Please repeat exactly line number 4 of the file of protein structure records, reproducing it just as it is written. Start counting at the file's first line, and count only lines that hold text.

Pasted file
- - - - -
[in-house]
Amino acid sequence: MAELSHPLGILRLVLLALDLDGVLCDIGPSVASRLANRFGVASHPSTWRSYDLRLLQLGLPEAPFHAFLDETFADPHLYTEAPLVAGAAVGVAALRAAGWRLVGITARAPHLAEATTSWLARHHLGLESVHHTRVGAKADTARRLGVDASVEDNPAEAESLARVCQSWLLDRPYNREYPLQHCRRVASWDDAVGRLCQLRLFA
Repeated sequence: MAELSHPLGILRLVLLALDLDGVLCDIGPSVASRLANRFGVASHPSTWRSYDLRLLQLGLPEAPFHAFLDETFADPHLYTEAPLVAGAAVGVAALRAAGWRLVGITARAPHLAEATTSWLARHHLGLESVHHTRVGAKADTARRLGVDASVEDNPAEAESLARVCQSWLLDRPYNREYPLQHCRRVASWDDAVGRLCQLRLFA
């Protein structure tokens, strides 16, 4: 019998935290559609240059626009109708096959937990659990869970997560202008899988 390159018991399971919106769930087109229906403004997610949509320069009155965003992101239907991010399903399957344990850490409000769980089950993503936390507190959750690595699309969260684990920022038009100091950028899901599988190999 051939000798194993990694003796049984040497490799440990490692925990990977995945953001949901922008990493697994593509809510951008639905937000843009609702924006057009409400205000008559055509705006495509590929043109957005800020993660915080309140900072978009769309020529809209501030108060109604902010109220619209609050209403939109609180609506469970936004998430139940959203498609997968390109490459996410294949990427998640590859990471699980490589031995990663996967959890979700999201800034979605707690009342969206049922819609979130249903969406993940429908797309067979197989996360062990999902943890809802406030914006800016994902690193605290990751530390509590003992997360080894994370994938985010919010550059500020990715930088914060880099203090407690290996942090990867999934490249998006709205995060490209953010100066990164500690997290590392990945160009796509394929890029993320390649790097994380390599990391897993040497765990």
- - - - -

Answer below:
């Protein structure tokens, strides 16, 4: 019998935290559609240059626009109708096959937990659990869970997560202008899988 390159018991399971919106769930087109229906403004997610949509320069009155965003992101239907991010399903399957344990850490409000769980089950993503936390507190959750690595699309969260684990920022038009100091950028899901599988190999 051939000798194993990694003796049984040497490799440990490692925990990977995945953001949901922008990493697994593509809510951008639905937000843009609702924006057009409400205000008559055509705006495509590929043109957005800020993660915080309140900072978009769309020529809209501030108060109604902010109220619209609050209403939109609180609506469970936004998430139940959203498609997968390109490459996410294949990427998640590859990471699980490589031995990663996967959890979700999201800034979605707690009342969206049922819609979130249903969406993940429908797309067979197989996360062990999902943890809802406030914006800016994902690193605290990751530390509590003992997360080894994370994938985010919010550059500020990715930088914060880099203090407690290996942090990867999934490249998006709205995060490209953010100066990164500690997290590392990945160009796509394929890029993320390649790097994380390599990391897993040497765990």